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Emile Zinsou was born on this date in 1918. He was an Black African nationalist, and politician.
From Ouidah, Dahomey [now Benin]), Zinsou was educated as a physician, but became active in journalism and politics after World War II. He became secretary to Deputy Sourou Migan Apithy of the French National Assembly in 1946, and later served as Apithy's minister of commerce until 1957. Three years later, Zinsou was elected to the Dahomeyan Assembly and was made president of the Supreme Court from 1960 to 1962. After Dahomeyan independence, he held several positions, including that of minister of foreign affairs, in which job he traveled widely, gaining international respect, especially as ambassador to France.
After a period of military rule, the generals called on Zinsou in 1968 to become president. After winning approval in a popular referendum, he threw himself into his new job. As president (1968-69) of Dahomey, he was noted for the success of his attempts to solve his country's overwhelming economic and financial problems. The country was divided, there was little respect for governmental authority, the economy was stagnating, and administrative costs were excessive.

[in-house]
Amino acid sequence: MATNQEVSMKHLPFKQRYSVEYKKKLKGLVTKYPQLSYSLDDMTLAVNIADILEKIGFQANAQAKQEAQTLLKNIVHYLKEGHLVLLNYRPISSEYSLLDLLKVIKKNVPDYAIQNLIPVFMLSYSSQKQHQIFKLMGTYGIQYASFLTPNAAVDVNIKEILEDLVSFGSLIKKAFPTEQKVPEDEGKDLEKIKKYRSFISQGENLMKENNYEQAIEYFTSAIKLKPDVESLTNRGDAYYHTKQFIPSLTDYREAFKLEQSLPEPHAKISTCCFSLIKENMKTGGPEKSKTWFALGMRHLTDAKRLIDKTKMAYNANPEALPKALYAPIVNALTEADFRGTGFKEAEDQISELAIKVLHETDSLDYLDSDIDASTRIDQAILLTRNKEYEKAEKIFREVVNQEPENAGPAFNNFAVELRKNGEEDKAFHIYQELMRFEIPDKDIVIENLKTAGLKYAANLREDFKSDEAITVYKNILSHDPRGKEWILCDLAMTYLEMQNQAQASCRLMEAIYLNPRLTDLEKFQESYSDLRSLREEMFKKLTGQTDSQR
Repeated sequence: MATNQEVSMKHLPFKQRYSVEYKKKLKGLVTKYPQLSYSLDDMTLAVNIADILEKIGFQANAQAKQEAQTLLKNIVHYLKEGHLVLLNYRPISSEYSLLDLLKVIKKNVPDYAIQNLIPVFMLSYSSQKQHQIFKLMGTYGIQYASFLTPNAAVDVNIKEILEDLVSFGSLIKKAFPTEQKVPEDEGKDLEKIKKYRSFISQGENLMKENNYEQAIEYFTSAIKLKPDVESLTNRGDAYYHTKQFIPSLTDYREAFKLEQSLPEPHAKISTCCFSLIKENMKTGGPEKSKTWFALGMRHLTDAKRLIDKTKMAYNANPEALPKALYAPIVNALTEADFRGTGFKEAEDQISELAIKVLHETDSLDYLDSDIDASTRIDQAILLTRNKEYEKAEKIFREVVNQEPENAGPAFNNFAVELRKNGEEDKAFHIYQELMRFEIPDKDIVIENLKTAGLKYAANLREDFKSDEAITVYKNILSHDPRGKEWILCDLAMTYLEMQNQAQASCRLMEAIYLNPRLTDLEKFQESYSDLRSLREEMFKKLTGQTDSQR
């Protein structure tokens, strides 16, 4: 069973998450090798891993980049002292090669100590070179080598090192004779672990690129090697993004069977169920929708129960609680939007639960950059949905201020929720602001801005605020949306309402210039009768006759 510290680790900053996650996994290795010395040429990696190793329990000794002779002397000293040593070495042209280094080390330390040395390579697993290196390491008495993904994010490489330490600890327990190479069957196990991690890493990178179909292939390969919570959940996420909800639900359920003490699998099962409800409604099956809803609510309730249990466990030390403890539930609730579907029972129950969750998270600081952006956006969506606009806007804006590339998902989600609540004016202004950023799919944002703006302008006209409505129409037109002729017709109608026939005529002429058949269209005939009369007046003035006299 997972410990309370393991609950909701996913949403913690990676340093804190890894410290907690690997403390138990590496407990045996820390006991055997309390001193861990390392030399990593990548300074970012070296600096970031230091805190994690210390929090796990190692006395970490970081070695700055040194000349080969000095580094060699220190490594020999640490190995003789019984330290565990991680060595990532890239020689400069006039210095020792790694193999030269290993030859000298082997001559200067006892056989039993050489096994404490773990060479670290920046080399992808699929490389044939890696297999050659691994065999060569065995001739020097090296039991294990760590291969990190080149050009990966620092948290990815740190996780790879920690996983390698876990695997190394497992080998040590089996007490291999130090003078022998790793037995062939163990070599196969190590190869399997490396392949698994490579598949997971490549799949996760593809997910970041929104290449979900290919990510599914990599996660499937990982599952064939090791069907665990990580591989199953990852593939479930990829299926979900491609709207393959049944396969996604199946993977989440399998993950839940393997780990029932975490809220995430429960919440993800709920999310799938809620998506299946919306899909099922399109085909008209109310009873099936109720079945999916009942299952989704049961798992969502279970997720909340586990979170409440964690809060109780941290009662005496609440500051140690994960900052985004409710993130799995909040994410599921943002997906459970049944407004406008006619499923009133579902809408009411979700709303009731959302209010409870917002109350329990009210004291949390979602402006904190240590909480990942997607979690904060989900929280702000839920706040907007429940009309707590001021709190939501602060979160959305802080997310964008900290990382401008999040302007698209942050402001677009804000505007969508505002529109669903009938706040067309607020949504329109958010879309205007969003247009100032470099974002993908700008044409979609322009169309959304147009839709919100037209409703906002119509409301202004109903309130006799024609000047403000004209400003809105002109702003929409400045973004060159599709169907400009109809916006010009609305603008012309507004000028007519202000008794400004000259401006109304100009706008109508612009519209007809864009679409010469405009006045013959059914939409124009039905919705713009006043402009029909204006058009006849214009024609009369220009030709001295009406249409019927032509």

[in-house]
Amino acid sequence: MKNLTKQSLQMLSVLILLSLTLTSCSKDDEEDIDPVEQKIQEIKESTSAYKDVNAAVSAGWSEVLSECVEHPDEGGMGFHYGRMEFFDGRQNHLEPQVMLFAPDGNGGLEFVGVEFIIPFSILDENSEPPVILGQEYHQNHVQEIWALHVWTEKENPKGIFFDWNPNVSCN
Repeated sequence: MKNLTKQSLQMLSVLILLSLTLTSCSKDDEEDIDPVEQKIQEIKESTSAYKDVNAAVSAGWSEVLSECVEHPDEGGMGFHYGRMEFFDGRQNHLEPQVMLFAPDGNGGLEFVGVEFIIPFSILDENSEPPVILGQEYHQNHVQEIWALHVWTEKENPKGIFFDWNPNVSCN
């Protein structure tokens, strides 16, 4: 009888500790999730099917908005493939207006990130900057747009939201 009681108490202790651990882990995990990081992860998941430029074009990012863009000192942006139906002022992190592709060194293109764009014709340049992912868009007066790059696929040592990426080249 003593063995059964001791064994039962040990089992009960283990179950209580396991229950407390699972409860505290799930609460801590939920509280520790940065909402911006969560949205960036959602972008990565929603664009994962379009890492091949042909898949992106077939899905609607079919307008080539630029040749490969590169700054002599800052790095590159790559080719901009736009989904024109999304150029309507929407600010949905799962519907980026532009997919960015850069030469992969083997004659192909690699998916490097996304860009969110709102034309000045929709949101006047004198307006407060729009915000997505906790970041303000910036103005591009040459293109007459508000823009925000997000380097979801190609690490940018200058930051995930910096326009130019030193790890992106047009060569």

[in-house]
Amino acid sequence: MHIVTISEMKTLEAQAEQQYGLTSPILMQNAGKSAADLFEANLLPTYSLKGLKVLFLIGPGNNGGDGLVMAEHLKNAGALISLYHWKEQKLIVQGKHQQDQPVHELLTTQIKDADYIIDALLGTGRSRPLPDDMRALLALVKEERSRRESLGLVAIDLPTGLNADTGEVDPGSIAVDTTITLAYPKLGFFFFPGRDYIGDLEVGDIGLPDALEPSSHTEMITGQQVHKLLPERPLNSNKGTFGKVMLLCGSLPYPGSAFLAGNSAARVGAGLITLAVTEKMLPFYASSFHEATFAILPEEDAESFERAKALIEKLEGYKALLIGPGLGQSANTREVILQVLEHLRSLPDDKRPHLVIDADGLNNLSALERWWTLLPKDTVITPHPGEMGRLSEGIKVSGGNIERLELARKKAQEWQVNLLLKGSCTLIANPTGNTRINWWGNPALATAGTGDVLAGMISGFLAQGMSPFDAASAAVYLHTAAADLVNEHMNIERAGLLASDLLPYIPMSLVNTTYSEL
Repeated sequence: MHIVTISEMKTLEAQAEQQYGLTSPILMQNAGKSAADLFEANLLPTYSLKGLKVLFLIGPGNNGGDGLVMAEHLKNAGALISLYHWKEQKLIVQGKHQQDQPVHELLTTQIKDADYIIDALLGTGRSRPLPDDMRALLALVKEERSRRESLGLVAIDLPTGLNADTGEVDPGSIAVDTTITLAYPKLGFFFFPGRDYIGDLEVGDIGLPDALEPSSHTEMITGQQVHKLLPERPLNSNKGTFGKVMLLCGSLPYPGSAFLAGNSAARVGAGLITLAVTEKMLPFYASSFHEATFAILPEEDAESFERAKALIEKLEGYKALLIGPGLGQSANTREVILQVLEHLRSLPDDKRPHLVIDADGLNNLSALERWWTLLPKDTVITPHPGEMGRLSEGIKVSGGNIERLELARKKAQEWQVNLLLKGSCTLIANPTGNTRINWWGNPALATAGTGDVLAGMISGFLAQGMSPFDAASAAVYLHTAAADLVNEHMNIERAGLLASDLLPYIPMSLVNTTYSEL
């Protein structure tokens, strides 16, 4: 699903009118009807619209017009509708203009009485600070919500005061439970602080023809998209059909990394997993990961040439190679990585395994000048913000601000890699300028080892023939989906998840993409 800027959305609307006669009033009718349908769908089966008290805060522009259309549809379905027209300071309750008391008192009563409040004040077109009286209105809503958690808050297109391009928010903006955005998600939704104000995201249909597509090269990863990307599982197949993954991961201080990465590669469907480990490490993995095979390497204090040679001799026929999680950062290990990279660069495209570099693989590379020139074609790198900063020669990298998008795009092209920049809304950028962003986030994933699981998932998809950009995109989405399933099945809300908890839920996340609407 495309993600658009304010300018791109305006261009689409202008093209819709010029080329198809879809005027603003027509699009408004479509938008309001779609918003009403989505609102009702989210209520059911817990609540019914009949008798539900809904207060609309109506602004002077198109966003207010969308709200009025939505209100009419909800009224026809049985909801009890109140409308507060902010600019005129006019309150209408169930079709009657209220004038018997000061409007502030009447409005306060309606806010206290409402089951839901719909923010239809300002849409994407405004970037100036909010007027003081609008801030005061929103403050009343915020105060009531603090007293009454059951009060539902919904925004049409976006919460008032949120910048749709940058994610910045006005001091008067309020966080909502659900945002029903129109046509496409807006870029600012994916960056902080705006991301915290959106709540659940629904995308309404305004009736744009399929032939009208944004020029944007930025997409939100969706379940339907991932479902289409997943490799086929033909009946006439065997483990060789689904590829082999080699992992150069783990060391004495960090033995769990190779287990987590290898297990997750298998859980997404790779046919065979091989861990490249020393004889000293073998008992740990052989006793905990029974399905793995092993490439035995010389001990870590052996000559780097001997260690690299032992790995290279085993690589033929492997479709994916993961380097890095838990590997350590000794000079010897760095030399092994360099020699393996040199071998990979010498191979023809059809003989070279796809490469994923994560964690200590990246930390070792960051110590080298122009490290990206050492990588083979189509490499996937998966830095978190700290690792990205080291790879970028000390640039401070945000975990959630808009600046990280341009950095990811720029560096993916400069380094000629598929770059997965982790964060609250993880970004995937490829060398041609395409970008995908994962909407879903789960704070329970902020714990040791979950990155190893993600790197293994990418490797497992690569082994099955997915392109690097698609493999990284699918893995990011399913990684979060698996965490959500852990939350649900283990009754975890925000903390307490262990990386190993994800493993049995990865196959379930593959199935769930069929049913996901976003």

Zinsou was able to reduce the deficit in 1969, but as the year wore on, his stringent economic measures, including an attempt to stop routine border smuggling, eroded his shaky popular support. In December, he was overthrown by the army chief of staff but was later permitted to leave the country and take up residence in Paris. In 1975, he was sentenced, in absentia, to death.